Yesterday, I was working on chapter 4 of my book. This chapter deals with mimesis and mimetic studies in the Gospel of Mark. Specifically, I am using Dennis MacDonald, Thomas L. Brodie, and Adam Winn. My beef with MacDonald is first and foremost his understanding of mimesis which is shaded only by Stephen Hinds. Hinds should have listened to Roger F. Thomas more. Anyway, Hinds argues that allusions aren’t easily seen or known by the audience.
Other new literary critics argue that authorial intent is not to be looked for.
So, allusions are sometimes just accident artifacts of the author.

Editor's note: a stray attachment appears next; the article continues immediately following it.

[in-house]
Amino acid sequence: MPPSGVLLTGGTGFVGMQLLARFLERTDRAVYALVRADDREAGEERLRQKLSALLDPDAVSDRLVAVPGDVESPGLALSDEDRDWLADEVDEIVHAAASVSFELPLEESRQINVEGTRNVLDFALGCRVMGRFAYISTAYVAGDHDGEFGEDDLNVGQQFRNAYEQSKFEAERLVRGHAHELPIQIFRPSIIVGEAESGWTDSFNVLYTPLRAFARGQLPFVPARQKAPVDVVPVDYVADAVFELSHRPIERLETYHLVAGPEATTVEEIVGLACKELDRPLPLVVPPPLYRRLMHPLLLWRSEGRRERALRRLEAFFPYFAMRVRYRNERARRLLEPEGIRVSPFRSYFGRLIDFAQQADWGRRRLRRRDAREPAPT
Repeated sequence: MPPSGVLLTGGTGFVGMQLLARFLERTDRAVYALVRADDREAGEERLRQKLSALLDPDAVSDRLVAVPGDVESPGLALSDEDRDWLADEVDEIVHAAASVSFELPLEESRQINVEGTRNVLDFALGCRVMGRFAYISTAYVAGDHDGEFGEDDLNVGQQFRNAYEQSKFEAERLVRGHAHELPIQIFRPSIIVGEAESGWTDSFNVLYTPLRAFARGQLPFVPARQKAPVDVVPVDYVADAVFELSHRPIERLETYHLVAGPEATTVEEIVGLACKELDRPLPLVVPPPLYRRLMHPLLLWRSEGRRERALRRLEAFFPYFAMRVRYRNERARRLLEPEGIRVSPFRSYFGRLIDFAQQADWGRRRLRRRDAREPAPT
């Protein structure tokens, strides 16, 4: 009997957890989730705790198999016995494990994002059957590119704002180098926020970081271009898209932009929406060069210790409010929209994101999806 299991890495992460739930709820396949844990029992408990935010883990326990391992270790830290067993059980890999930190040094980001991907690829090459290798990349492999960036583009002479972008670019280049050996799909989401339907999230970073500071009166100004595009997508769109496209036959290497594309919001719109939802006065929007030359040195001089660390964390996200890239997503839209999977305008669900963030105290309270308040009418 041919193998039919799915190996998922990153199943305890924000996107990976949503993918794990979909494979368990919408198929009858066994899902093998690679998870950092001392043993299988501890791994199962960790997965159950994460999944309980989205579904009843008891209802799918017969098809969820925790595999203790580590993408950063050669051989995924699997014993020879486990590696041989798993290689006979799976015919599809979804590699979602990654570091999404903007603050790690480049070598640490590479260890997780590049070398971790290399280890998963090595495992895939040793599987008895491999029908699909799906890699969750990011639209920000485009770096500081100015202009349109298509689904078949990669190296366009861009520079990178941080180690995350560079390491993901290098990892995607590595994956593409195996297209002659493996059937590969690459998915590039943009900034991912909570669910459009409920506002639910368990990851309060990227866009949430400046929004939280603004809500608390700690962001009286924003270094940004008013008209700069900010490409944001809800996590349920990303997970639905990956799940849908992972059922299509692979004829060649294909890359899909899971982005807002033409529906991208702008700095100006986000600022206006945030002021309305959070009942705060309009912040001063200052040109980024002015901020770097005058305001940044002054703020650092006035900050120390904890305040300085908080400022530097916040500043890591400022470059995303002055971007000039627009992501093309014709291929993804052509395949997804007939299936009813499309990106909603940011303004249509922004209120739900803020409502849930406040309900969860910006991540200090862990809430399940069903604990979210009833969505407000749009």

My point in that portion of the chapter was to show that allusions are purposeful, and if purposeful, we can use them to look for authorial intent.
Then, the unthinkable happened. I was editing.
I edited myself into an accidental allusion to Plato’s Cave. The allusion to Plato’s Cave works because we are looking for a way out of the prison of forced interpretation, seeing things that aren’t there, and missing things that are.
So now… I don’t know what to do. I didn’t mean for the allusion to appear, but it did. Then, when it did, I realized that it worked really well. So now, I am keeping it. On purpose.
- Elude allude or illude? Elusive, allusive or illusive? (libroediting.com)
- Mark’s (Unclean) Bartimaeus and Plato’s (Honoured) Timaeus (vridar.wordpress.com)
- Plato’s Cave (lvv4ublyth.wordpress.com)